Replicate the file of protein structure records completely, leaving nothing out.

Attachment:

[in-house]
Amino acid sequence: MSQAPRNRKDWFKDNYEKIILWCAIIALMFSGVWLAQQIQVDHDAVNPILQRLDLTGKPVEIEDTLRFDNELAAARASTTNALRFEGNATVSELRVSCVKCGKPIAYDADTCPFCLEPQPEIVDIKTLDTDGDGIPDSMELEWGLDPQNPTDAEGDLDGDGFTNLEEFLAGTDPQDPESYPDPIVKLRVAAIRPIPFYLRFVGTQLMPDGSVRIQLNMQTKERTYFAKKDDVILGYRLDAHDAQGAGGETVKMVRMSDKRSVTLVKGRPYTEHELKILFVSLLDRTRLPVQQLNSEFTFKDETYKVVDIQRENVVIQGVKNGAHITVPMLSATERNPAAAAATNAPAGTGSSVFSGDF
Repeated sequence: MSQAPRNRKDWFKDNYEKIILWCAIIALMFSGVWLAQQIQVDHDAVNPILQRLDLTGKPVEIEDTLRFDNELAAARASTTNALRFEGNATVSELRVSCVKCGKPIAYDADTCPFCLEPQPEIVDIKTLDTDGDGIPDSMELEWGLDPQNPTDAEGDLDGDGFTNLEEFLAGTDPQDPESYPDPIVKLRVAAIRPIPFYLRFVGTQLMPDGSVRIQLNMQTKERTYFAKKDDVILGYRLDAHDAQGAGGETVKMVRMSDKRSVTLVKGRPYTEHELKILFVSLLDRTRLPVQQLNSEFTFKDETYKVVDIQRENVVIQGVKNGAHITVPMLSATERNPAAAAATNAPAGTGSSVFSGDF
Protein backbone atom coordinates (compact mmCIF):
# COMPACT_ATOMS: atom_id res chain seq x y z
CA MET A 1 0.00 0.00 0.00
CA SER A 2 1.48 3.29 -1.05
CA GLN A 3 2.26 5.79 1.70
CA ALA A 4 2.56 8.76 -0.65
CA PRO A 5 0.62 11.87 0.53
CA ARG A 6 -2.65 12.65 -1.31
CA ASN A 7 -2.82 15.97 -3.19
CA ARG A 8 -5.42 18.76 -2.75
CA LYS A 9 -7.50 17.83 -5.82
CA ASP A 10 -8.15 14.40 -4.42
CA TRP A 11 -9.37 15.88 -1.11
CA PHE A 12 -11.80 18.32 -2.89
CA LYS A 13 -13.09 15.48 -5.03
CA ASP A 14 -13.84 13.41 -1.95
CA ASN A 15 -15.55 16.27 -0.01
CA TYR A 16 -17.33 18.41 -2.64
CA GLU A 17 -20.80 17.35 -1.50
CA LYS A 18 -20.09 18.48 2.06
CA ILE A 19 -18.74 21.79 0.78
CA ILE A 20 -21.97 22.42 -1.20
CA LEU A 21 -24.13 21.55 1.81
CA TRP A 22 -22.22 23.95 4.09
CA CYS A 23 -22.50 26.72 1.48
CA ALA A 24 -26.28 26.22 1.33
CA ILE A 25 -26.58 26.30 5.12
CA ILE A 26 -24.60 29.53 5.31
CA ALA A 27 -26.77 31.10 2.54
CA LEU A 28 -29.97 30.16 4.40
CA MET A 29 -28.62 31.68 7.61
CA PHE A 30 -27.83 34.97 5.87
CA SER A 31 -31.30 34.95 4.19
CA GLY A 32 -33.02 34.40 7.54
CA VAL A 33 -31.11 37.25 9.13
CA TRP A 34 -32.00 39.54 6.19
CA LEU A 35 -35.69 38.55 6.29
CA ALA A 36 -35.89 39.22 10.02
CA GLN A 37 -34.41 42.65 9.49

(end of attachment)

[in-house]
Amino acid sequence: MSQAPRNRKDWFKDNYEKIILWCAIIALMFSGVWLAQQIQVDHDAVNPILQRLDLTGKPVEIEDTLRFDNELAAARASTTNALRFEGNATVSELRVSCVKCGKPIAYDADTCPFCLEPQPEIVDIKTLDTDGDGIPDSMELEWGLDPQNPTDAEGDLDGDGFTNLEEFLAGTDPQDPESYPDPIVKLRVAAIRPIPFYLRFVGTQLMPDGSVRIQLNMQTKERTYFAKKDDVILGYRLDAHDAQGAGGETVKMVRMSDKRSVTLVKGRPYTEHELKILFVSLLDRTRLPVQQLNSEFTFKDETYKVVDIQRENVVIQGVKNGAHITVPMLSATERNPAAAAATNAPAGTGSSVFSGDF
Repeated sequence: MSQAPRNRKDWFKDNYEKIILWCAIIALMFSGVWLAQQIQVDHDAVNPILQRLDLTGKPVEIEDTLRFDNELAAARASTTNALRFEGNATVSELRVSCVKCGKPIAYDADTCPFCLEPQPEIVDIKTLDTDGDGIPDSMELEWGLDPQNPTDAEGDLDGDGFTNLEEFLAGTDPQDPESYPDPIVKLRVAAIRPIPFYLRFVGTQLMPDGSVRIQLNMQTKERTYFAKKDDVILGYRLDAHDAQGAGGETVKMVRMSDKRSVTLVKGRPYTEHELKILFVSLLDRTRLPVQQLNSEFTFKDETYKVVDIQRENVVIQGVKNGAHITVPMLSATERNPAAAAATNAPAGTGSSVFSGDF
Protein backbone atom coordinates (compact mmCIF):
# COMPACT_ATOMS: atom_id res chain seq x y z
CA MET A 1 0.00 0.00 0.00
CA SER A 2 1.48 3.29 -1.05
CA GLN A 3 2.26 5.79 1.70
CA ALA A 4 2.56 8.76 -0.65
CA PRO A 5 0.62 11.87 0.53
CA ARG A 6 -2.65 12.65 -1.31
CA ASN A 7 -2.82 15.97 -3.19
CA ARG A 8 -5.42 18.76 -2.75
CA LYS A 9 -7.50 17.83 -5.82
CA ASP A 10 -8.15 14.40 -4.42
CA TRP A 11 -9.37 15.88 -1.11
CA PHE A 12 -11.80 18.32 -2.89
CA LYS A 13 -13.09 15.48 -5.03
CA ASP A 14 -13.84 13.41 -1.95
CA ASN A 15 -15.55 16.27 -0.01
CA TYR A 16 -17.33 18.41 -2.64
CA GLU A 17 -20.80 17.35 -1.50
CA LYS A 18 -20.09 18.48 2.06
CA ILE A 19 -18.74 21.79 0.78
CA ILE A 20 -21.97 22.42 -1.20
CA LEU A 21 -24.13 21.55 1.81
CA TRP A 22 -22.22 23.95 4.09
CA CYS A 23 -22.50 26.72 1.48
CA ALA A 24 -26.28 26.22 1.33
CA ILE A 25 -26.58 26.30 5.12
CA ILE A 26 -24.60 29.53 5.31
CA ALA A 27 -26.77 31.10 2.54
CA LEU A 28 -29.97 30.16 4.40
CA MET A 29 -28.62 31.68 7.61
CA PHE A 30 -27.83 34.97 5.87
CA SER A 31 -31.30 34.95 4.19
CA GLY A 32 -33.02 34.40 7.54
CA VAL A 33 -31.11 37.25 9.13
CA TRP A 34 -32.00 39.54 6.19
CA LEU A 35 -35.69 38.55 6.29
CA ALA A 36 -35.89 39.22 10.02
CA GLN A 37 -34.41 42.65 9.49